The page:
i'm writing this from the library...not harold washington, the huge downtown library where i've been a good five or ten times, but the local branch, 49th and blackstone. it's pathetic...i've lived in this town for four years, and i just got my public library card this past monday. it's somewhat understandable, since i used to have access to the college libraries. they were all closer, and they had selections of academic, non-academic, and academic-but-i-want-to-read-them-anyway material. once i stopped taking classes...poof, no more access. that's rather silly since i still work in one of the libraries. i had taken a habit of "borrowing" (not actually checking out) books from there, since there's no actual way for them to check that as i leave the library. but, i've gone through most of the ones i really want to read since i've worked there for so long...and most of the books are dry legal research tomes, since it is a law library. now i finally have a public card...the only drawback is that the chicago public library system has a five-book limit for the first month. grumble.
this library's alright...not a particularly broad range, and the nonfiction is especially outdated. i think it specializes in children's books anyway...the adult section is there to amuse the parents. there seem to be more nonfiction books about parenting and homemaking than about anything else, which really doesn't do it for me. the queer studies section is about five or ten books, sexuality-in-general even smaller. they've got women's studies books, but not many, nothing particularly interesting, and nothing newer than about 1980. as for facilities, i'm vexed that they don't have any stuffed, comfortable reading couches or chairs. it's all straight-backed wooden chairs at glass-topped study tables. that facet of the library reminds me so much of the green road library, the one i would walk to when i lived in raleigh...and even that library had a couple of stuffed chairs near the entrance, in which i would curl up and read patricia cornwell mysteries, trashy bodice-rippers, or whatever else i felt like getting my hands on that day.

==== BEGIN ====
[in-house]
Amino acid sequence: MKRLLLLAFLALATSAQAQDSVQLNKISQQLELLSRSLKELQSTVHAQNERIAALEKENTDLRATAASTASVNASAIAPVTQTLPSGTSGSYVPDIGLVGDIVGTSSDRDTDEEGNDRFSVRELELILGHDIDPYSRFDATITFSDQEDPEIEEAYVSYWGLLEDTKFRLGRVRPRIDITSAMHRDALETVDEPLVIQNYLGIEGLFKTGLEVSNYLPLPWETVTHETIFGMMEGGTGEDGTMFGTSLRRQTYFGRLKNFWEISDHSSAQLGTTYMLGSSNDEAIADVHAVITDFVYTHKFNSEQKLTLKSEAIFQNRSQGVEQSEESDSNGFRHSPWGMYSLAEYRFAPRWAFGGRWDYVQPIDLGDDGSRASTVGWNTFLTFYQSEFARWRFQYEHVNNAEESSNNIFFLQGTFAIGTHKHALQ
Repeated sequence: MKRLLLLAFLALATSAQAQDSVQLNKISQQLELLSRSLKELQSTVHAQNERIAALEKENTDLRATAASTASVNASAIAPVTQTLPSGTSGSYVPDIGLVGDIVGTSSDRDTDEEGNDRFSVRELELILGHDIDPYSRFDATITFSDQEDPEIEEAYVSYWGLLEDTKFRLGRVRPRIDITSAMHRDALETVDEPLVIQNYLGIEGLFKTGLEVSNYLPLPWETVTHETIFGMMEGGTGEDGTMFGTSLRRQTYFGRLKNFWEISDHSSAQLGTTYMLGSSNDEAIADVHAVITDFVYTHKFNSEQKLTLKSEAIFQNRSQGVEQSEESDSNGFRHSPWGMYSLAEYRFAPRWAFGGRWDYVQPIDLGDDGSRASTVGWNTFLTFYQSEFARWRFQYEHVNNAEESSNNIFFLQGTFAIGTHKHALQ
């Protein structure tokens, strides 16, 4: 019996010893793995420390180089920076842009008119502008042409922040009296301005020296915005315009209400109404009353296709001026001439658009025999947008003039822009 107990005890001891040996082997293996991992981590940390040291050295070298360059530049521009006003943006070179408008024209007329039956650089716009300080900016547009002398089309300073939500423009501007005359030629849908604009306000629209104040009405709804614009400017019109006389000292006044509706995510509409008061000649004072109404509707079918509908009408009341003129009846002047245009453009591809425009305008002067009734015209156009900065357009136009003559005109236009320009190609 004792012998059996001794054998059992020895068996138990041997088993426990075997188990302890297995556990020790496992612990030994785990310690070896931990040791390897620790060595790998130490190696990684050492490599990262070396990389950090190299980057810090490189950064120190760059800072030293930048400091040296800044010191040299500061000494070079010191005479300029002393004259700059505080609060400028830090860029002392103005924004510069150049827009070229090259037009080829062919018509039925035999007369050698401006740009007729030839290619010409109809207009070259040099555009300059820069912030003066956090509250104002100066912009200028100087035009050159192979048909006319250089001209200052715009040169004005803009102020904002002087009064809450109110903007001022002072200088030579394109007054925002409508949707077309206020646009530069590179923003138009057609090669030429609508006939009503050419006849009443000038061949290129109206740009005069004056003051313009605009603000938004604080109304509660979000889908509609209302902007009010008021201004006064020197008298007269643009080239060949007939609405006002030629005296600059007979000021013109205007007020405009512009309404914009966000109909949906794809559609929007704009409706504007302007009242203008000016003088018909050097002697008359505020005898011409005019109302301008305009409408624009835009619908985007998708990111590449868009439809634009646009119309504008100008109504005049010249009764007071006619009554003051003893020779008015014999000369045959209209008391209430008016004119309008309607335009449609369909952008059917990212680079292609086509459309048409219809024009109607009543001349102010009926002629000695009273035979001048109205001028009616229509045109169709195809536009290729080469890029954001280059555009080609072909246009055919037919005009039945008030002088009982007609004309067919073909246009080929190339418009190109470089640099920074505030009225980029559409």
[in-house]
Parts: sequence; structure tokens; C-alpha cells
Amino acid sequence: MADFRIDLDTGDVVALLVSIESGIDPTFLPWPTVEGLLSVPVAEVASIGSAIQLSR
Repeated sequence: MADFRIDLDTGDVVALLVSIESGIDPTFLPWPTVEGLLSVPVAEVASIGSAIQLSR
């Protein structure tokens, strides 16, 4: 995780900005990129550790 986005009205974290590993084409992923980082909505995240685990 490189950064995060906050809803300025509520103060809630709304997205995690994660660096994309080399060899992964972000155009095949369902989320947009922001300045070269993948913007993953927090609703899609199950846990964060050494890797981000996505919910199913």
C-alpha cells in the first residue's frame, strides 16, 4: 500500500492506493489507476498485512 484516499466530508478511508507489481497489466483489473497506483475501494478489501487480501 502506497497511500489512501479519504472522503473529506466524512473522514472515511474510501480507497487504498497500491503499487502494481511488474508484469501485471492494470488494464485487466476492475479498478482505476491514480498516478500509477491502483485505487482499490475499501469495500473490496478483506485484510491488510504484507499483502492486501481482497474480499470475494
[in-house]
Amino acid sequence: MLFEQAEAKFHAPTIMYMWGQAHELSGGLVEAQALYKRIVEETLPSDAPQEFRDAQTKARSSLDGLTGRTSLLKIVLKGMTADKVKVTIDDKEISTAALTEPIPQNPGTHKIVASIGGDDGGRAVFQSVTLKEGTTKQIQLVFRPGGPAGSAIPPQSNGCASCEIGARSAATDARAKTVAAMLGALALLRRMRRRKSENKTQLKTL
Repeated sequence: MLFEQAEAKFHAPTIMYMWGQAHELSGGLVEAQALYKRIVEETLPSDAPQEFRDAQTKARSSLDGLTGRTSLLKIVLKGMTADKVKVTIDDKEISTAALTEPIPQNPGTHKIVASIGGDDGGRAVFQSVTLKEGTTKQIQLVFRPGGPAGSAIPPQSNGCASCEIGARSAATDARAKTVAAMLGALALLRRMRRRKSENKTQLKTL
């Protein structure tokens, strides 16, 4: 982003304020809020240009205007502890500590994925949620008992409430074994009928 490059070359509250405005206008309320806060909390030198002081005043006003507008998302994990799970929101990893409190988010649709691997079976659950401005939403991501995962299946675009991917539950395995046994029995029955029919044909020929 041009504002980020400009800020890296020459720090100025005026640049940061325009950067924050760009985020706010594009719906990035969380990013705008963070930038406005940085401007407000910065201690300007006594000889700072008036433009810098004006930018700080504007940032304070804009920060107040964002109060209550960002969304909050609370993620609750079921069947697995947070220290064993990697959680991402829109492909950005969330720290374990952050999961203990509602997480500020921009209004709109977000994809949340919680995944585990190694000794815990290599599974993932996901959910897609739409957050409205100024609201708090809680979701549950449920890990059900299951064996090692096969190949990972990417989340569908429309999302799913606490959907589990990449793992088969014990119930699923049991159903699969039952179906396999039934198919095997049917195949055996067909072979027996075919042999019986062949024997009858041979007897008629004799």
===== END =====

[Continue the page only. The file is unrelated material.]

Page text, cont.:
still, i can't knock this library so badly, i think i'm being unduly harsh. the fiction section is nice, and it's in a cute little balcony (file under eckhart library, it's a similar feeling, except that it's fiction and not computer programming books). it'll keep me amused for awhile, whether i want to read serious literature, modern fiction, or breezy popular novels. today i went for serious modern fiction, since i was in the mood for something set in my own time, but all of the breezy, silly books made me curse at them under my breath in the stacks. i've had my fill of chick-lit, of yuppie women searching for love (or at least a screw), for a while.
the building is also a nice little place. it's the oldest branch library in the chicago system, it's a hundred years old this year. it has been renovated since then (1980, according to the website), but it still carries an old, dignified charm. there's even a rotunda into which you enter. it's a little bitty rotunda, since it's a neighbourhood library after all, but it's light white/grey marble streaked with darker grey, and there are columns and arches. it is a nice little corner of hyde park, one in which i should spend more time...especially since i don't live all that far away from it anymore. it's a nice after-work unwinding. it's quiet in here.